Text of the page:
Nothing I wrote ever ran. I even copied code from other students exactly and it ran for them, but never for me. None of it made any sense, which made the not-running part even more depressing. Oddly, once I got a look at some other languages (x86 assembler, scheme, lisp, java), I was able to get a better feel for what they were doing to run a given program. At this point I just have a mental block against pascal and will likely never go near it again. I just think personality-wise I would have been better off with an intro language that was more abstract. Without an idea of the underlying logic, I just get kind of lost. I have to see it at the AND/OR level almost or at the abstract, englished-up logic level to understand a language presently. But I am also still new to programming, so maybe in a few more months I'll be comfortable with languages like C and non-OO perl.

[ Parent ]
If you can't get this to work... (5.00 / 2) (#20)
by sopwath on Wed Sep 05, 2001 at 10:22:29 PM EST

You should check out something called Karel the robot. Yeah it sounds lame, but it's based on pascal and teaches good program design as opposed to specifics of a certain language.

There are only 5 instructions and 4 primitives so there's nothing useful you can do, but it's good for learning proper structure and it helped me figure out loops finally. For what ever reason, I had a hard time with them in QBasic, but I got it with Karel. I'm getting into C again, I took some classes in high school, so I think that something simple might be what you need. It's so easy that you literally have to be retarded to not get it. You can learn the basics in a couple hours (or 1 if you read fast) but some puzzels in a book called "Karel the robot: A gentle introduction to the art of programming" by Richard E. Pattis really make you think when you need to make certain looping structures.

You just tell Karel (the robot) where and how to move around his little world, (there's more, but that's the gist of it) it's fun but not frustrating.



good luck,
sopwath
Graduation, Sleep, Life: Pick Two
[ Parent ]
better late than never, but... (1.00 / 1) (#116)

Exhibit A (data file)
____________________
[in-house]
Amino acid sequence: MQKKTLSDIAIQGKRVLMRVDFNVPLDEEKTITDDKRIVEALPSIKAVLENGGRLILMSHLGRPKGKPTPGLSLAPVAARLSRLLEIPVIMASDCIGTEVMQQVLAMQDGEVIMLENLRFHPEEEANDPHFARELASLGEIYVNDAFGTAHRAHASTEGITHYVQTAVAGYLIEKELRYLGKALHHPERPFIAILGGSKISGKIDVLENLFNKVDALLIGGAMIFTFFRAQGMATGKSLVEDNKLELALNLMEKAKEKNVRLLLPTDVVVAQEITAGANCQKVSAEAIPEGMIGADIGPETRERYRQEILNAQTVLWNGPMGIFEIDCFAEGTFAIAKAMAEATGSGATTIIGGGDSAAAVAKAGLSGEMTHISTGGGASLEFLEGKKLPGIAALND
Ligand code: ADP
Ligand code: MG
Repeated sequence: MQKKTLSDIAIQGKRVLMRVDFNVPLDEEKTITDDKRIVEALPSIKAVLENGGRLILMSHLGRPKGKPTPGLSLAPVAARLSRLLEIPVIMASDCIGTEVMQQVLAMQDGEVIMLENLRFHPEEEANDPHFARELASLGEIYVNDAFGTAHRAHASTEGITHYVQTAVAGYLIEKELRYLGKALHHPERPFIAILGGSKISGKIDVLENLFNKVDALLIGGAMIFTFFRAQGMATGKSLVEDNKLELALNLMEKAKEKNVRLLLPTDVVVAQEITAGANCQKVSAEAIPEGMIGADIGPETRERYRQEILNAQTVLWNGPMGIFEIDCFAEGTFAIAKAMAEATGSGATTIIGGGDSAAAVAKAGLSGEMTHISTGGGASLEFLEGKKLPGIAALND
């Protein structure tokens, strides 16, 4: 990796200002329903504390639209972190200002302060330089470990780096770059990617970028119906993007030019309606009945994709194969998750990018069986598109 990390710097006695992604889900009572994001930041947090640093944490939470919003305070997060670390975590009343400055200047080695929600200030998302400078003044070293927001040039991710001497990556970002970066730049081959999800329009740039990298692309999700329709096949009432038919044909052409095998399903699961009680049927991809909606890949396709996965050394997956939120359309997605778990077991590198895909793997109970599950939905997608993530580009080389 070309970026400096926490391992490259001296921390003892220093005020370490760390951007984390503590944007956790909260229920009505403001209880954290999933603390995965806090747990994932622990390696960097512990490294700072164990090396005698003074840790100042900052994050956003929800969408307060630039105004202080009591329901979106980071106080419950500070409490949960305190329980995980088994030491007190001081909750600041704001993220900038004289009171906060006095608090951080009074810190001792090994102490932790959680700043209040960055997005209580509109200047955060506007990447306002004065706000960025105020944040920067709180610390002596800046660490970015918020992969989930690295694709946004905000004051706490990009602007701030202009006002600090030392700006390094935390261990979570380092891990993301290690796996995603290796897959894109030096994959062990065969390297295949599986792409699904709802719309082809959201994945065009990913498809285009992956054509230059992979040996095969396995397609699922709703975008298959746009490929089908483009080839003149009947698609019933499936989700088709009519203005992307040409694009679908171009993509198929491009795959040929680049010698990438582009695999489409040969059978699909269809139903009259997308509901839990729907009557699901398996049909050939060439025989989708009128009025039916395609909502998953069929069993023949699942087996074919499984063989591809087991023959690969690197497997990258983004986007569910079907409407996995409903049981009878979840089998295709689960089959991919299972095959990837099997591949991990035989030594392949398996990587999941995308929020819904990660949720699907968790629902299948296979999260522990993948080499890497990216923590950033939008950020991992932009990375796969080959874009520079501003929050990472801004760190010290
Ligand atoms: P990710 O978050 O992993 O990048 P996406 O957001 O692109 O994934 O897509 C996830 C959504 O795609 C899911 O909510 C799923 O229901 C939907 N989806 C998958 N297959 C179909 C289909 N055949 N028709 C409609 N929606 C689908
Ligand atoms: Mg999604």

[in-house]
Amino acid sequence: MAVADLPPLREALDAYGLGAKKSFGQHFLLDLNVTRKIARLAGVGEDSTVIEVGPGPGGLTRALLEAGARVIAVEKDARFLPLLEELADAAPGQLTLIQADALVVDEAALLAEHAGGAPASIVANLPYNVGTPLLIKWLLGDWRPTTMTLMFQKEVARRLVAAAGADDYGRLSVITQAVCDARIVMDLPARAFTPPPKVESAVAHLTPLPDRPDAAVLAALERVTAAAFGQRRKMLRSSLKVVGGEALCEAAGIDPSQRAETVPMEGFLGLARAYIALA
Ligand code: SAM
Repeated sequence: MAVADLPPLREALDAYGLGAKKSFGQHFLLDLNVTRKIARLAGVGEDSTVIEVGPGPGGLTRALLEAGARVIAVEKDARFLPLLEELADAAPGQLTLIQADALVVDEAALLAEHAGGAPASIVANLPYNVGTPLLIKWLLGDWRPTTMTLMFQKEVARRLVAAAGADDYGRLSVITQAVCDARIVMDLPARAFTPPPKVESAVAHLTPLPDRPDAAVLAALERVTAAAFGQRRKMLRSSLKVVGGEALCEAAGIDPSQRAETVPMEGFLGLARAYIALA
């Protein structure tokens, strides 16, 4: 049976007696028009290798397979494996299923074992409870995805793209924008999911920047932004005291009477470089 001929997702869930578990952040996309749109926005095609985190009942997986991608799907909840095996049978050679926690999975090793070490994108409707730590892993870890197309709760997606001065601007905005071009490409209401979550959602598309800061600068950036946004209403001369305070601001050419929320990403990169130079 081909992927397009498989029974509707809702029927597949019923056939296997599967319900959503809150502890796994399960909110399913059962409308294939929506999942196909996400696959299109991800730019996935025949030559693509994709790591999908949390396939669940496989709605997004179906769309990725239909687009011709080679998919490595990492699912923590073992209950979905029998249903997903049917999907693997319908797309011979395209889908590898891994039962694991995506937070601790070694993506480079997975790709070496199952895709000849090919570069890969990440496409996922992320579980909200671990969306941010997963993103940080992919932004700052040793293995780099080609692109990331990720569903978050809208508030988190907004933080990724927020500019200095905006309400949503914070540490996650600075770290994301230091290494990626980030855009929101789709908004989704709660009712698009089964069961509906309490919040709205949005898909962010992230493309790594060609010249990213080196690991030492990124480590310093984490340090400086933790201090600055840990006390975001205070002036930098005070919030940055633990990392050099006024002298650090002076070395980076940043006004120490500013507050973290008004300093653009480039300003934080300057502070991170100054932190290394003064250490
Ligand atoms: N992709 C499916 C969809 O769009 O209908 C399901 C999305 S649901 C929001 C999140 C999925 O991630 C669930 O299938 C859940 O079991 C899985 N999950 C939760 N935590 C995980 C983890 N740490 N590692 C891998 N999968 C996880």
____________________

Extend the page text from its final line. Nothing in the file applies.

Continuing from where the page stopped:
by Justinfinity on Mon Sep 10, 2001 at 10:51:51 PM EST

a language CAN NOT teach bad habits. Perl has the shortcuts available to make programming easier. if your teacher teachs you the shortcuts _before_ you know what they do, that's his fault, not Perl's.

do() unless $i_am_true;


if (i_am_true != true) {
do();
}

a bit less typing. multiply that times 10000 lines and you've just saved 50000 characters or so worth of typing.

[ Parent ]
doesn't teach you anything? (2.50 / 4) (#24)
by Justinfinity on Wed Sep 05, 2001 at 10:44:03 PM EST

#!/usr/bin/perl -w

# allocate some space in memory and put the given data into it
my $string = "hello kitty!";
# get the address of said memory location and store it elsewhere
my $reference = \$string;

# dereference (look at the data pointed to, not the pointer itself) and print it
print "$$reference\n";
# print the reference without dereferencing it, see the memory location
print "$reference\n";

-Justin
Why don't you listen to me? If you listen, you get some of that clean, refreshing, new world Parent ]

What about Ada? (4.00 / 1) (#32)
by fernand0 on Thu Sep 06, 2001 at 02:55:19 AM EST

Well, in fact, an adequate subset of Ada. It is very similar to Pascal but (imho) more regular (remember all the problems teaching students when to/not to put begin end, ;, etc ...). Moreover, it is a very complete language: you can add more features if the students get interested without need to switch to another language (the standard of Pascal is very limited). It has a good free compiler (gnat) with support for a great variety of platforms, and it is really portable.

[ Parent ]
very complete (4.00 / 1) (#51)
by wiredog on Thu Sep 06, 2001 at 08:27:07 AM EST

That's its problem. It's very complete. Ada was designed by a government committee that put everything in there. At one time Ada was mandated for all DoD programming. DoD discovered that they couldn't mandate that because, given the choice between a guaranteed income on government contracts using Ada and taking their chances in the Real World with C, many contractors chose the Real World.

As you said, an "adequate subset" might be good for teaching, but the same applies to C++. I use C++ every day, but have been learning Python and am looking at Java. C++ is great for systems programming, and anyplace where sheer raw performance is a must. This makes it difficult to use. Java suffers from the same "too many damn libraries to learn" problem as C++.